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that it is brett kavanaugh? >> i think there is a very good chance she's not lying. i think she believes it is him. but sometimes as we all know our memories are wrong. we misremember them. >> i've never been sexually assaulted, but i think i would remember. >> of the 300 people in jail, some for as long as 30 years, and the dna evidence showed that the person got it wrong. >> but those aren't people who were raped. those were people who were wrongly prosecuted. >> no, no. these were folks released because of dna evidence. so it could have been a variety of different crimes. >> usually people who are released on dna are because of bad prosecution. i don't think it is because somebody got mixed up. the idea that a woman wouldn't remember who raped her is fairly farfetched. >> two men have come forward and said they were the ones who did
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it. >> that has been discredited or not found credible. we should point out that brett kavanaugh has not >> attempted rape is how show sees it. i think the thing to remember about what we're about to watch is that it's not a real investigation. it's a show hearing. it's basically two people coming in, giving their stories. there are a lot of other people who could come in, who could be corroborating witnesses who may actually back up what judge kavanaugh has to say. mark judge, we don't know what he would say, but the point is he is not going to be there, when you have somebody who is allegedly a witness under normal circumstances when you're trying to find the truth, you would have that person there. debbie ramirez, who is another person who has made an accusation who is willing to testify, will not be there, and according to her lawyers, the judiciary committee won't even return the phone calls. this isn't a real attempt at
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getting at the turuth. it's an attempt to put these people next to each other, let people draw their conclusions and have a vote. >> debbie ramirez, the class mate of judge kavanaugh when they were freshman at yale university. you're getting new reporting on the democrats, what their strategy might be? >> i was told by one democratic source on the committee, there was some discussion ahead of time, whether because there are ten of them and five minutes is what they're allotted isn't much time if you want to continue a train of questioning or a line of questioning, whether they would consolidate and some would sit back. they're all going to take their time, but they're coordinating. not consolidating but coordinating which is something you would expect with a whole litany of issues and dynamics that go into this. >> i don't expect much to be funny today, but one funny thing is to think of united states senators doing anything in just five minutes. now, rick and i don't agree on very much, but i bet we agree on that. the idea that these senators are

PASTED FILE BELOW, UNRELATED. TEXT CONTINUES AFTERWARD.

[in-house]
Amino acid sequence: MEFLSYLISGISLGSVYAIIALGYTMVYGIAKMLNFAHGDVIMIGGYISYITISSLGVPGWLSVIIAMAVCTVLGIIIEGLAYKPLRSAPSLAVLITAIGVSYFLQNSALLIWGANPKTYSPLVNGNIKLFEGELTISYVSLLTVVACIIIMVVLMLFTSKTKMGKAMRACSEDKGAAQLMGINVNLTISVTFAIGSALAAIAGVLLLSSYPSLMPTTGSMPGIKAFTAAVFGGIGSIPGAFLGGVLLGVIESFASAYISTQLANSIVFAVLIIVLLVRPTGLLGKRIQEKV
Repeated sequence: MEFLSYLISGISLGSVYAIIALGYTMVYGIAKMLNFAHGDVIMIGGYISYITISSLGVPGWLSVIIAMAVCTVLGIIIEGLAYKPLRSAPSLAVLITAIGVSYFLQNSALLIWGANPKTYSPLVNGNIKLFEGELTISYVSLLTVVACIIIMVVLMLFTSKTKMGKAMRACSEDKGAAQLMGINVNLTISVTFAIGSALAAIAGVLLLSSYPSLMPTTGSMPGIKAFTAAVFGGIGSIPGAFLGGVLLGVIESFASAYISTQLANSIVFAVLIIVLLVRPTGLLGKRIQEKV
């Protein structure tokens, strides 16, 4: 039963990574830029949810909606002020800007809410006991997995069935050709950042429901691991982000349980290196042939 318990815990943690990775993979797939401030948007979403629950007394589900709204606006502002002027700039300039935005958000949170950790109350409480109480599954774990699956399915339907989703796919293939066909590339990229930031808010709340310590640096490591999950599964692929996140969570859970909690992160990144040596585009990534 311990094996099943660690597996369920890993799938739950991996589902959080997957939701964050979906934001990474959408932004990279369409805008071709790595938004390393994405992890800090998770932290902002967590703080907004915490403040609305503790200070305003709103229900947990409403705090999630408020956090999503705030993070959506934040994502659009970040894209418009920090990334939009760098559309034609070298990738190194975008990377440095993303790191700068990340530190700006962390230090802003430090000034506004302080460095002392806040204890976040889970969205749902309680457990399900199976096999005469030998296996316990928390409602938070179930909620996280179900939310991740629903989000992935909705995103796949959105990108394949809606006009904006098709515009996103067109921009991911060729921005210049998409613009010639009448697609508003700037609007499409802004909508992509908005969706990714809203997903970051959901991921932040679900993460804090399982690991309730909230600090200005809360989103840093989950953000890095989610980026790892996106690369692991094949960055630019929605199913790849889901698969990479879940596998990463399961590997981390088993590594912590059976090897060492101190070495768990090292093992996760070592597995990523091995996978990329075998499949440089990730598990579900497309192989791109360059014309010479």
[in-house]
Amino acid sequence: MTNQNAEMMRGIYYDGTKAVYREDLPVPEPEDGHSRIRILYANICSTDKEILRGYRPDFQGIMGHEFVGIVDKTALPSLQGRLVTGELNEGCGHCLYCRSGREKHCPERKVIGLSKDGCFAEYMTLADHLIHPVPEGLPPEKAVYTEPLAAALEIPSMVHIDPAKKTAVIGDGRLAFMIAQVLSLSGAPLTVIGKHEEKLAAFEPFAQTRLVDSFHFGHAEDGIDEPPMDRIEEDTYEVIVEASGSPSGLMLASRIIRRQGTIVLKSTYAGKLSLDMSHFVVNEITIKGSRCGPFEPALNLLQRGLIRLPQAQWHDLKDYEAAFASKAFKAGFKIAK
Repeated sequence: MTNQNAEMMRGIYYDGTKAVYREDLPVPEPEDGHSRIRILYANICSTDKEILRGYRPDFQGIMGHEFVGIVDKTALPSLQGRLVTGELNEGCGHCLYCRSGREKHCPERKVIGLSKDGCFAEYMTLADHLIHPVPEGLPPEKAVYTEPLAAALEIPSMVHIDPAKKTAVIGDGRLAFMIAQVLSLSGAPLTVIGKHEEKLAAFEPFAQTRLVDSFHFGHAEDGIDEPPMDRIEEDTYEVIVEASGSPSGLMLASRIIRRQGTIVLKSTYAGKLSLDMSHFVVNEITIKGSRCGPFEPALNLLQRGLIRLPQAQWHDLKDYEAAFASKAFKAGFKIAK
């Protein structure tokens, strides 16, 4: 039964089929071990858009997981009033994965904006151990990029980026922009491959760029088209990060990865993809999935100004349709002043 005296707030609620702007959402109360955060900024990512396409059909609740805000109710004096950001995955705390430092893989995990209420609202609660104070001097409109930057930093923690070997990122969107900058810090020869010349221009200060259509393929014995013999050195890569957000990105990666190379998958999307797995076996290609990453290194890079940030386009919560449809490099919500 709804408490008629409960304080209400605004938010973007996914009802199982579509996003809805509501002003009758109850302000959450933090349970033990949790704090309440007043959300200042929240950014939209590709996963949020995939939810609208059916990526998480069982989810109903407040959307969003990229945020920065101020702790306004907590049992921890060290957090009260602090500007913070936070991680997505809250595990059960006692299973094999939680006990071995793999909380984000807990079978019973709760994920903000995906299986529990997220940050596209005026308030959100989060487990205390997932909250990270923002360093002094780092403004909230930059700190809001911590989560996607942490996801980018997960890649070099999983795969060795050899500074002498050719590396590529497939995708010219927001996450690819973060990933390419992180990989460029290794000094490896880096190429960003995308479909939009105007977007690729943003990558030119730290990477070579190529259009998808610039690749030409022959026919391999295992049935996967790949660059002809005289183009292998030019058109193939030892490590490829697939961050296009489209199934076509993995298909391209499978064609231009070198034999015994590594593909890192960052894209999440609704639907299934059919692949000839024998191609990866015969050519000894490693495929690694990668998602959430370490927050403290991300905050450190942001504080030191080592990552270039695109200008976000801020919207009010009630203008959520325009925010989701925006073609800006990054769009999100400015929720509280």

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going to ask questions and get answers in five minutes when they can't even say hello in less than five minutes. >> but it does make sense that they're coordinating. >> what senator spends less than half the time talking? because i guarantee -- >> none. >> most of them will spend five minutes of them talking, not hearing from the wince. >> it does make sense they're coordinating. they're going to take different parts and try to deconstruct, and i think -- >> but they're going to do the deconstructing. >> let me ask you a question, john. if you were chuck schumer, trying to come up with the best way for democrats to do this, i can imagine somebody saying, why not just have the four democratic women on the judiciary committee ask the questions and all the other men just back off and be quiet? >> that's rachel mitchell, the woman who is sitting down. she will be asking the questions. the republicans asked her as an outside counsel from arizona to come with a lot of experience in sexual harassment crimes, to do
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the questioning. >> to your point, it's a great point. it's a valid point. why don't the men get out of the way here? however, richard blumenthal is a former state attorney general. he thinks he's perfectly qualified. cory booker is a potential presidential candidate. he wants to use this platform. i don't want to make it about politics. everybody knows into that room or they're in the room now, that hearing starts in seven minutes. everybody has a position and everybody has a plan. but the unpredictability is this woman we have never heard or seen. we don't really know what she looks like, what she sounds like. she goes first. if she's credible, if she is compelling, then when there's a pause, the republicans have their strategy for brett kavanaugh, the democrats have their strategy for brett kavanaugh. all could go out the window depending on what happens with the first wince and the questions from this woman that republicans have smartly brought in because they have 11 white men, most in their 70s and 80s, and they remember the anita hill
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debacle and they don't want to go through that again. everyone has a plan. most people have already decided how they're going to vote, at least as they walk into the hearing, but we all need to open our minds to the possibility that most cakes are baked in this town well before. everybody knows their position because of partisanship and polarization. this is going to be a groundbreaking, compelling, historic day, and chris teeb blasey ford has the potential to change everything. >> president trump even talked about the possibility. he talked about the possibility that if she's really credible, he might be open to changing his mind. i'm sure that's not something if you're judge kavanaugh you actually wanted to hear. >> i think he meant changing his minds in terms of how much he'll support cavanaugh, whether or not he'll believe ford. >> if you're kavanaugh, that's important, right, if you're pulling support from your pick, i mean, that's pretty significant. it's riley going to be fascinating to see whether or not the pick of rachel mitchell is actually more advantageous to